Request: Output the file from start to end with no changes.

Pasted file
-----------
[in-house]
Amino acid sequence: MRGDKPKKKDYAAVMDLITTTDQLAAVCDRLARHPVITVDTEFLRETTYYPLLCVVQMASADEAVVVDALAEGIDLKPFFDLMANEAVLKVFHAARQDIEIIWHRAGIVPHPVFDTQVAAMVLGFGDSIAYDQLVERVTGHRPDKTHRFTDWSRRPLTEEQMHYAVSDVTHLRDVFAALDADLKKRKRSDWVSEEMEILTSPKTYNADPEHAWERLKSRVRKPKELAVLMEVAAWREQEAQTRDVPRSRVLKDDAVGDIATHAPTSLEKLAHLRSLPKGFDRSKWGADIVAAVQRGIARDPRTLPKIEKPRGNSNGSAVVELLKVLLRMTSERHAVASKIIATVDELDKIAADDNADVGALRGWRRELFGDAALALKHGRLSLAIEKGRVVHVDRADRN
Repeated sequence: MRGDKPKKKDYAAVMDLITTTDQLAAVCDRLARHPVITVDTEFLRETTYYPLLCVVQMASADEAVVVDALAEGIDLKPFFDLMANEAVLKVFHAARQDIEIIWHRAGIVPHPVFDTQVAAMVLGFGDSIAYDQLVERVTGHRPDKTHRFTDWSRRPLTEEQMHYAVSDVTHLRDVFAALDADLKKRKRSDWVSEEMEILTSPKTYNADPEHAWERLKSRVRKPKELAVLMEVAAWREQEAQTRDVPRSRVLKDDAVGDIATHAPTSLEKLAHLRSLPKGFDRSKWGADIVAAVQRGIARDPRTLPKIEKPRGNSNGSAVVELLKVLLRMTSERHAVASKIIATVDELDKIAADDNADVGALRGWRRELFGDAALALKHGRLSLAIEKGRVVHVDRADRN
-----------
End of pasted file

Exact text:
[in-house]
Amino acid sequence: MRGDKPKKKDYAAVMDLITTTDQLAAVCDRLARHPVITVDTEFLRETTYYPLLCVVQMASADEAVVVDALAEGIDLKPFFDLMANEAVLKVFHAARQDIEIIWHRAGIVPHPVFDTQVAAMVLGFGDSIAYDQLVERVTGHRPDKTHRFTDWSRRPLTEEQMHYAVSDVTHLRDVFAALDADLKKRKRSDWVSEEMEILTSPKTYNADPEHAWERLKSRVRKPKELAVLMEVAAWREQEAQTRDVPRSRVLKDDAVGDIATHAPTSLEKLAHLRSLPKGFDRSKWGADIVAAVQRGIARDPRTLPKIEKPRGNSNGSAVVELLKVLLRMTSERHAVASKIIATVDELDKIAADDNADVGALRGWRRELFGDAALALKHGRLSLAIEKGRVVHVDRADRN
Repeated sequence: MRGDKPKKKDYAAVMDLITTTDQLAAVCDRLARHPVITVDTEFLRETTYYPLLCVVQMASADEAVVVDALAEGIDLKPFFDLMANEAVLKVFHAARQDIEIIWHRAGIVPHPVFDTQVAAMVLGFGDSIAYDQLVERVTGHRPDKTHRFTDWSRRPLTEEQMHYAVSDVTHLRDVFAALDADLKKRKRSDWVSEEMEILTSPKTYNADPEHAWERLKSRVRKPKELAVLMEVAAWREQEAQTRDVPRSRVLKDDAVGDIATHAPTSLEKLAHLRSLPKGFDRSKWGADIVAAVQRGIARDPRTLPKIEKPRGNSNGSAVVELLKVLLRMTSERHAVASKIIATVDELDKIAADDNADVGALRGWRRELFGDAALALKHGRLSLAIEKGRVVHVDRADRN